Cleaning up after a flood
Emergencies by their very nature are disruptive and can be very stressful. A major dilemma many households face with wind and water damage, is how and where to begin the clean up. This page contains some useful tips and practical information to help households start the clean up-both inside and outside.
Know your risk
There are a number of residual risks following a flood that you should be aware of when returning to your home or an area previously affected by flooding.
These may include but not limited to:
- snakes and spiders that have sought refuge in your property
- structural damage to your home
- potential contaminants
- water damaged electric circuits
- gas leaks
- slip, trip or fall hazards
- contaminated food
- contaminated water supplies
- contaminated personal items including toothbrushes, crockery etc
- materials that could be a risk to your health including asbestos
- mosquitos carrying disease
Before returning home after an emergency, stock up on basic items such as non-perishable food (canned or in jars), bottled water, medications, a torch and batteries.
Fill up your fuel tank and withdraw cash (ATMs) in your area may not be working or banks may be closed). Be prepared for a slow journey; road conditions may have changed and there may be detours in place.
Keep listening to your radio for up-to-date information about the emergency and any new potential risks.
Wait for the 'all clear' from emergency services agencies before going into an affected area, and ask the authorities if you can salvage items from your house.
If you can, check on your neighbours to see if they are OK and need any help. Let them know if you need some help. Once phone lines are restored, let family and friends know that you are OK and can be contacted.
Avoid wading or driving through flooded roads or waterways and watch out for broken glass, tin, nails and other sharp objects that can cause injury.
General safety issues
Because of potential safety/hygiene issues it is important to:
- Keep children away during the clean up
- Use disinfectant when cleaning
- Wash your hands before eating,drinking or smoking
- Disinfect any cuts quickly and cover with a waterproof dressing
- Bury any faecal matter quickly.
Flood waters can be dangerous and may be contaminated, so always wear protective equipment for all tasks:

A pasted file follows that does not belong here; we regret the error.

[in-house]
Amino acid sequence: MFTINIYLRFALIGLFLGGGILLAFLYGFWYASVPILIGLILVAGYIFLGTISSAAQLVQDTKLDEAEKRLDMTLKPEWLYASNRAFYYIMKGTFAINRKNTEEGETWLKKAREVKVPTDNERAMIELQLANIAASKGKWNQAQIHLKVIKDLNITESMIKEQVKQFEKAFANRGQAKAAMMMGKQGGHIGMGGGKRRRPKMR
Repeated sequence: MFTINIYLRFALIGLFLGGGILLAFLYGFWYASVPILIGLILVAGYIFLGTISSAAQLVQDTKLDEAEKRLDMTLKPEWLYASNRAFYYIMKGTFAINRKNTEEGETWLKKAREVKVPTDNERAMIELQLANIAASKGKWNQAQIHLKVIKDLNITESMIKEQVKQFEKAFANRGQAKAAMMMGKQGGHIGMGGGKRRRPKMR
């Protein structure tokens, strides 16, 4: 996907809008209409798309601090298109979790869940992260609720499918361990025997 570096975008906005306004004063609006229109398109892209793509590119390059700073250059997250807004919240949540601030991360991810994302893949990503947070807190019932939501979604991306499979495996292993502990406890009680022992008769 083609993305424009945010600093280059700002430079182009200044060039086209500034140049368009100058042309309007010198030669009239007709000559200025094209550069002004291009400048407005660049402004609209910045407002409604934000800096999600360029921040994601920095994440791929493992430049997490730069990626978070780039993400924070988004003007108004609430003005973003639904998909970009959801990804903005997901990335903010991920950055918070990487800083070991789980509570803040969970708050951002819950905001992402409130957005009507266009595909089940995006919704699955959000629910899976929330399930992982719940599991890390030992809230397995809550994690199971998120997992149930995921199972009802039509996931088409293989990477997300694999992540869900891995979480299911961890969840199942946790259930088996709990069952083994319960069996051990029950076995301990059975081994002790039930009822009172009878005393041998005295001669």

- Sturdy boots, long pants and long sleeves, eye protection and gloves-and wear a hat, sunscreen and insect repellent when necessary.
- Watch out for potential dangers such as snakes, spiders and other animals. If wildlife has taken shelter in your sheds or home, contact your local council or wildlife rescue to arrange for their care.
- If power lines have fallen, move away slowly and calmly and contact the energy authorities. Be careful around trees, as branches may have become loose and can fall without warning.
- If you have to step in water to get to the fuse box or circuit breaker, call an electrician first for advice.
- All electrical equipment (including vacuum cleaners, washers, fridges and dryers) should be dried and checked by an electrician before being used again.
If your power or gas goes out or there's a fault or emergency, your distributor is usually the best place to start.
Your distributor can arrange to send someone out if you have a supply issue or fault. If there’s an outage, they can normally provide you with information on when power or gas should be back up and running.
- Unplug all electrical appliances affected by water and have them inspected by a licensed electrical contractor before using them again.
- Take extra care around your switchboard. If you’re unsure about your switchboard's safety, steer clear and call your licensed electrical contractor.
- Take care when cleaning up, as fallen powerlines hidden in branches, debris or water can be extremely dangerous. Don't take chances. If you find a fallen power line, keep well away, warn others and call the electricity distributor in your area or emergency services on 000.
More information can be found on the Red Cross website Cleaning Up After a Disaster